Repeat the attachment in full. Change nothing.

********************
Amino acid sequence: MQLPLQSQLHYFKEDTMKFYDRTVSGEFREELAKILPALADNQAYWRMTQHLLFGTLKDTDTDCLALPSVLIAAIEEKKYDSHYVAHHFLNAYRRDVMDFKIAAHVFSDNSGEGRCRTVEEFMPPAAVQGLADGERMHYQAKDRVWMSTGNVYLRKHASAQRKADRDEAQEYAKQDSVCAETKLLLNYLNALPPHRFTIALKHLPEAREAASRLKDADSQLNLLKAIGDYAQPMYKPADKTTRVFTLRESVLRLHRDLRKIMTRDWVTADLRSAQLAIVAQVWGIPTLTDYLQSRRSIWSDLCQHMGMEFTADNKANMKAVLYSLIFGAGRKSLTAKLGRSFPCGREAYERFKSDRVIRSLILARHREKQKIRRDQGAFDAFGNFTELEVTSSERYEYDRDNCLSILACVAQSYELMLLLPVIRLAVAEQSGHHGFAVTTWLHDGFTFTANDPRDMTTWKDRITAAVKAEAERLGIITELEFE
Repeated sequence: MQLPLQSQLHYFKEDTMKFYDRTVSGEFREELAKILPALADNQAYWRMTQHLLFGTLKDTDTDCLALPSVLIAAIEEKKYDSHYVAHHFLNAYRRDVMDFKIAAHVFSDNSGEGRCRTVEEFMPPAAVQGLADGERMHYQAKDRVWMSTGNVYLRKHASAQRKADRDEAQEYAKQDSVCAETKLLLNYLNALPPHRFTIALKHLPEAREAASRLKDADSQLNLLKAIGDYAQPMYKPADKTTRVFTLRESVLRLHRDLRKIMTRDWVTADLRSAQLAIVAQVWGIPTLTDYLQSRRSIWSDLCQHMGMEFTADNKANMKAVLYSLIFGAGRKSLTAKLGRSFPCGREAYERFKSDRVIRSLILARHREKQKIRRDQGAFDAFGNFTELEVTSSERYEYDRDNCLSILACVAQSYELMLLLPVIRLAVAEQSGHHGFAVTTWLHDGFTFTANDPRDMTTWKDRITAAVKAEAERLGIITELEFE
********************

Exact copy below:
Amino acid sequence: MQLPLQSQLHYFKEDTMKFYDRTVSGEFREELAKILPALADNQAYWRMTQHLLFGTLKDTDTDCLALPSVLIAAIEEKKYDSHYVAHHFLNAYRRDVMDFKIAAHVFSDNSGEGRCRTVEEFMPPAAVQGLADGERMHYQAKDRVWMSTGNVYLRKHASAQRKADRDEAQEYAKQDSVCAETKLLLNYLNALPPHRFTIALKHLPEAREAASRLKDADSQLNLLKAIGDYAQPMYKPADKTTRVFTLRESVLRLHRDLRKIMTRDWVTADLRSAQLAIVAQVWGIPTLTDYLQSRRSIWSDLCQHMGMEFTADNKANMKAVLYSLIFGAGRKSLTAKLGRSFPCGREAYERFKSDRVIRSLILARHREKQKIRRDQGAFDAFGNFTELEVTSSERYEYDRDNCLSILACVAQSYELMLLLPVIRLAVAEQSGHHGFAVTTWLHDGFTFTANDPRDMTTWKDRITAAVKAEAERLGIITELEFE
Repeated sequence: MQLPLQSQLHYFKEDTMKFYDRTVSGEFREELAKILPALADNQAYWRMTQHLLFGTLKDTDTDCLALPSVLIAAIEEKKYDSHYVAHHFLNAYRRDVMDFKIAAHVFSDNSGEGRCRTVEEFMPPAAVQGLADGERMHYQAKDRVWMSTGNVYLRKHASAQRKADRDEAQEYAKQDSVCAETKLLLNYLNALPPHRFTIALKHLPEAREAASRLKDADSQLNLLKAIGDYAQPMYKPADKTTRVFTLRESVLRLHRDLRKIMTRDWVTADLRSAQLAIVAQVWGIPTLTDYLQSRRSIWSDLCQHMGMEFTADNKANMKAVLYSLIFGAGRKSLTAKLGRSFPCGREAYERFKSDRVIRSLILARHREKQKIRRDQGAFDAFGNFTELEVTSSERYEYDRDNCLSILACVAQSYELMLLLPVIRLAVAEQSGHHGFAVTTWLHDGFTFTANDPRDMTTWKDRITAAVKAEAERLGIITELEFE